Managing the Organization Development Process

The OD Process is based on the action research model which begins with an identified problem or need for change. The process proceeds through assessment, planning of an intervention, implementing the intervention, gathering data to evaluate the intervention, and determining if satisfactory progress has been made or if there is need for further intervention. The process is cyclical and ends when the desired developmental result is obtained.

The OD process begins when an organization recognizes that a problem exists which impacts the mission or health of the organization and change is desired. It can also begin when leadership has a vision of a better way and wants to improve the organization. An organization does not always have to be in trouble to implement organization development activities.

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Once the decision is made to change the situation, the next step is to assess the situation to fully understand it. This assessment can be conducted in many ways including documentation review, organizational sensing, focus groups, interviewing, or surveying. The assessment could be conducted by outside experts or by members of the organization.

After the situation is assessed, defined, and understood, the next step is to plan an intervention. The type of change desired would determine the nature of the intervention. Interventions could include training and development, team interventions such as team building for management or employees or the establishment of change teams, structural interventions, or individual interventions.

Once the intervention is planned, it is implemented.

During and after the implementation of the intervention, relevant data is gathered. The data gathered would be determined by the change goals. For example, if the intervention were training and development for individual employees or for work groups, data to be gathered would measure changes in knowledge and competencies.

This data is used to determine the effectiveness of the intervention. It is reported to the organization’s decision-makers. The decision-makers determine if the intervention met its goals. If the intervention met its goals, the process can end, which is depicted by the raising of the development bar. If it did not, the decision is made whether to continue the cycle and to plan and carry out another intervention or to end it.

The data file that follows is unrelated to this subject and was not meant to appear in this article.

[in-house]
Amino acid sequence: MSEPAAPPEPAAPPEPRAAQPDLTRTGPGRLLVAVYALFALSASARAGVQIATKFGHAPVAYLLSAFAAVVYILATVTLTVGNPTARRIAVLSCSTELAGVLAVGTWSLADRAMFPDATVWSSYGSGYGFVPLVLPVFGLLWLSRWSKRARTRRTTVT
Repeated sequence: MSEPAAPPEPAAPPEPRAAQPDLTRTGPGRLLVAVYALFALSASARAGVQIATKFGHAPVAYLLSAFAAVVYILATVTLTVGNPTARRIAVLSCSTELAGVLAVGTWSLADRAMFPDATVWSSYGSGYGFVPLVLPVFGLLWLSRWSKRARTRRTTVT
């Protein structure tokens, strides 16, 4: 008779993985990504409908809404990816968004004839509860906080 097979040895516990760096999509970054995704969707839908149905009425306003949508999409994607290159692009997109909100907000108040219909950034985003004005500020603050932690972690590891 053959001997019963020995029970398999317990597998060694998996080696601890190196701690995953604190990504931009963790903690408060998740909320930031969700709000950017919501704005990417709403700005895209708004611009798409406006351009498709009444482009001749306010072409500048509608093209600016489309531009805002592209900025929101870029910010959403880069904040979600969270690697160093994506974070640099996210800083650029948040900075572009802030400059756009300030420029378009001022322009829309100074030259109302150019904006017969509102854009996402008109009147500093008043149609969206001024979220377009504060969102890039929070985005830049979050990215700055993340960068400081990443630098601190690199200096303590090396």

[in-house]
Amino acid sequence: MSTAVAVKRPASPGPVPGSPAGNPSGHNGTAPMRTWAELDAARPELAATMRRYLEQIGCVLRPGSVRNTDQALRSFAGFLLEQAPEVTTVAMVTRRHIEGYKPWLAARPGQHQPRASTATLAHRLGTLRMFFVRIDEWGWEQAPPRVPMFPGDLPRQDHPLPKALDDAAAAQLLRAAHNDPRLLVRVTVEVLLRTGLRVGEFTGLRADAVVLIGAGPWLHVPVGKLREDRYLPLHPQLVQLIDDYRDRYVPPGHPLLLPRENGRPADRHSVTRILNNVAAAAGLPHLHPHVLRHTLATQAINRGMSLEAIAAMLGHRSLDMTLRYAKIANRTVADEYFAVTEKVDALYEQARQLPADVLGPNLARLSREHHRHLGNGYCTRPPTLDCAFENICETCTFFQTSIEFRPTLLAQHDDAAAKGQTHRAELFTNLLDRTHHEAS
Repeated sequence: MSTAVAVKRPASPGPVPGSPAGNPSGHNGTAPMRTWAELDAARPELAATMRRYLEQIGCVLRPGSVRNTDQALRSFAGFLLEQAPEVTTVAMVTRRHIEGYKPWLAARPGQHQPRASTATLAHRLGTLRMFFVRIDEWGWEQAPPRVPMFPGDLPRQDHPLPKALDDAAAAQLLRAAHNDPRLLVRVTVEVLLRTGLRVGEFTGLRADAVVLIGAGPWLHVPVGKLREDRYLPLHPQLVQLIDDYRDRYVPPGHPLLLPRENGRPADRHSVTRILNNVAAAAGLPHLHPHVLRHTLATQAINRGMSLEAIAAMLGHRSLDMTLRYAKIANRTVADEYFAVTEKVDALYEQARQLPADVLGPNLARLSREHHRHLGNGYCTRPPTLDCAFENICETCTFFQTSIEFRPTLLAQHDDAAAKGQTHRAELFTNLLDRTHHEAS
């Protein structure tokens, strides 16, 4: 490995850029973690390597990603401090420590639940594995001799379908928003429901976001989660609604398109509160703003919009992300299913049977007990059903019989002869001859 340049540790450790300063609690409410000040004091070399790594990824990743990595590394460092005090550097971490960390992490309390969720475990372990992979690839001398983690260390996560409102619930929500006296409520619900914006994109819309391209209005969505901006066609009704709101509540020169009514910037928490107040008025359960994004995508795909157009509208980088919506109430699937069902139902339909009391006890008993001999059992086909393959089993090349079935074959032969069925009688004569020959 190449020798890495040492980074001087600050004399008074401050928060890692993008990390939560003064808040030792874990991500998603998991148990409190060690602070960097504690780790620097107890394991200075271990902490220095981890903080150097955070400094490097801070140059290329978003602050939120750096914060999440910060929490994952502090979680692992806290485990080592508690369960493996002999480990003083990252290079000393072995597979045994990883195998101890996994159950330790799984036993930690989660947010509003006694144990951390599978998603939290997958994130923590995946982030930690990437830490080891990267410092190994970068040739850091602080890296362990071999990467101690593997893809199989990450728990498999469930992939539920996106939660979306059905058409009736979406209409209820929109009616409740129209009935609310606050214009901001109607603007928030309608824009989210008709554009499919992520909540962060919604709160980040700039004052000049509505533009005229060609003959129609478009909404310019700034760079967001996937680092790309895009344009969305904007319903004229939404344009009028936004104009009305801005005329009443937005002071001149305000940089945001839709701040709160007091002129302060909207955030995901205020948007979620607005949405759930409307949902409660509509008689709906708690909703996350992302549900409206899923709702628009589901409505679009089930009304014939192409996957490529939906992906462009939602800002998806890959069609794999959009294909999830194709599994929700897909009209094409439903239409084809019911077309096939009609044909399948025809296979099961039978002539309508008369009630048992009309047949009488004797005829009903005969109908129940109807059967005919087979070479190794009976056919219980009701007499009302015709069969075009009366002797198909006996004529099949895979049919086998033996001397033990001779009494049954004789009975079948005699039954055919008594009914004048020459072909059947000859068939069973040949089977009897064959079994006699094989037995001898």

Organization Development Process

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1. Initial Diagnosis of the Problem:

In the first step, the management should try to find out an overall view of the situation to find the real problem. Top management should meet the consultants and the experts to determine the type of programme that is needed. In the first stage only, the consultants will meet various persons in the organisation and interview them to collect some information.

2. Data Collection:

In this stage, the consultant will make the surveys to determine the climate of the organisation and the behavioural problems of the employees.

The consultant will meet groups of people away from their work environment to get some answers to the questions such as:

(i) What specific job conditions contribute most to their job effectiveness?

(ii) What kind of conditions interferes with their job effectiveness?

(iii) What changes would they like to make in the working of the organisation?

3. Data Feedback and Confrontation:

The data which has been collected in the second step will be given to the work groups, who will be assigned the job of reviewing the data. Any areas of disagreement will be mediated among themselves only and priorities will be established for change.

4. Planning Strategy for Change:

In this stage, the consultant will suggest the strategy for change. He will attempt to transform diagnosis of the problem into a proper action plan involving the overall goals for change, determination of basic approach for attaining these goals and the sequence of detailed scheme for implementing the approach.

5. Intervening in the System:

Intervening in the system refers to the planned programmed activities during the course of an OD programme. These planned activities bring certain changes in the system, which is the basic objective of OD. There may be various methods through which external consultant intervene in the system such as education and laboratory training, process consultation, team development etc.

6. Team Building:

During the entire process, the consultant encourages the groups to examine how they work together. The consultant will educate them about the value of free communication and trust as essentials for group functioning. The consultant can have team managers and their subordinates to work together as a team in OD sessions to further encourage team building. Following the development of small groups, there may be development among larger groups comprising several teams.

7. Evaluation:

OD is a very long process. So there is a great need for careful monitoring to get precise feedback regarding what is going on after the OD programme starts. This will help in making suitable modifications whenever necessary. For evaluation of OD programme, the use of critique sessions, appraisal of change efforts and comparison of pre and post training behavioural patterns are quite effective.

The steps in OD are part of a whole process, so all of them need to be applied if a firm expects to get the full benefits of OD. An organisation which applies only a few steps and leaves the others will be disappointed with the results.

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